South Korean soap stars are unlikely geopolitical pawns. But with the Chinese government furious over South Korea's decision to host a U.S. anti-missile battery on its soil, that's exactly what they're becoming. In the past week, public appearances by South Korean TV and music stars have been postponed and even canceled in China, while shares in some of South Korea's biggest entertainment companies have sunk over fears that the country's cultural exports are now in the line of fire.

The threat is real. Hallyu, a blanket term for South Korea's wildly popular film, television and music products, has become an economic and cultural juggernaut in East Asia. Last year, exports of South Korean culture surged by 13.2 percent, accounting for tens of thousands of jobs, even as the country's total exports declined by 8 percent.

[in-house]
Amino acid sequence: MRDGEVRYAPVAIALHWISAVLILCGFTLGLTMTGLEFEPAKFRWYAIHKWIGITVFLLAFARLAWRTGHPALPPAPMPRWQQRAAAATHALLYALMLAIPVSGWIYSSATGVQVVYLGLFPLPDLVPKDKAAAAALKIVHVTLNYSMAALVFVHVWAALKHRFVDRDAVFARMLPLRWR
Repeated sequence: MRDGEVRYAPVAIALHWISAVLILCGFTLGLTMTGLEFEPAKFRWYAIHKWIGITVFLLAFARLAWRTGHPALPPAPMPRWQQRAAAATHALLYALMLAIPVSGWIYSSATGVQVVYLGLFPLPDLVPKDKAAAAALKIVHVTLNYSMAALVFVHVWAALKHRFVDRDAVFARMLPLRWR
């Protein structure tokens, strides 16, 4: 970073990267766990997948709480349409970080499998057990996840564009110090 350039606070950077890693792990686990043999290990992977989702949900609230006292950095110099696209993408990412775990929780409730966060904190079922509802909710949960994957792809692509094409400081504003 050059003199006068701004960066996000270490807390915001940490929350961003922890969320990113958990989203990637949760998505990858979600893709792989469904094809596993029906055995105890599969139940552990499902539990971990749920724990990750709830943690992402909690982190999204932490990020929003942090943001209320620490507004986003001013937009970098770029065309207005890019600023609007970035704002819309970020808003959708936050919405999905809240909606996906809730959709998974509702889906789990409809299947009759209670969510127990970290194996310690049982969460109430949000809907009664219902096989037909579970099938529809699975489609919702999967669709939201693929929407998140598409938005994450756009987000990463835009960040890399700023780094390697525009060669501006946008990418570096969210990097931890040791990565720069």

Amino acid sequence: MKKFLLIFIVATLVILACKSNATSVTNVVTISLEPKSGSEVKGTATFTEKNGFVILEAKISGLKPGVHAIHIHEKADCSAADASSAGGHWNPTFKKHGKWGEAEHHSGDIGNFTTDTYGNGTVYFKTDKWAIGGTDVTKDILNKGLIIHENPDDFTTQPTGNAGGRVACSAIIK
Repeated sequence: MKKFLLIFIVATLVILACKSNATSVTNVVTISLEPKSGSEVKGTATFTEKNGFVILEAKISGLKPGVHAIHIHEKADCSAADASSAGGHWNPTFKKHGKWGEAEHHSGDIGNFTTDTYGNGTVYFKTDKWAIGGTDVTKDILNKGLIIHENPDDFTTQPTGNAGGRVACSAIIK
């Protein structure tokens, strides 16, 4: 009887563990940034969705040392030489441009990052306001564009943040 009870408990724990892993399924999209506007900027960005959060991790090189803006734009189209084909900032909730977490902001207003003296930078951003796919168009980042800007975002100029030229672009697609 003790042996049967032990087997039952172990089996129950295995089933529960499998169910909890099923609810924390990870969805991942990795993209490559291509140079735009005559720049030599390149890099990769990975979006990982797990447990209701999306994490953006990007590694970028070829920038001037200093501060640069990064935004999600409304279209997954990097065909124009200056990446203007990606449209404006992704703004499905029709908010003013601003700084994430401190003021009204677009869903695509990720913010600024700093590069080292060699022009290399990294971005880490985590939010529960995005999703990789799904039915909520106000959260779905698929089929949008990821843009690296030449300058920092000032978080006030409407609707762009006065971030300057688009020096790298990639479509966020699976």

The benefits don't flow just to the studios, either: In 2014, one popular Korean soap generated nearly $500 million in economic activity, including through tourism and cosmetic sales (the lipstick favored by the lead female character was particularly popular). Nobody is buying more — or watching more — than the hundreds of millions of rabid Hallyu fans in China. And despite their government's best efforts, they're unlikely to change channels.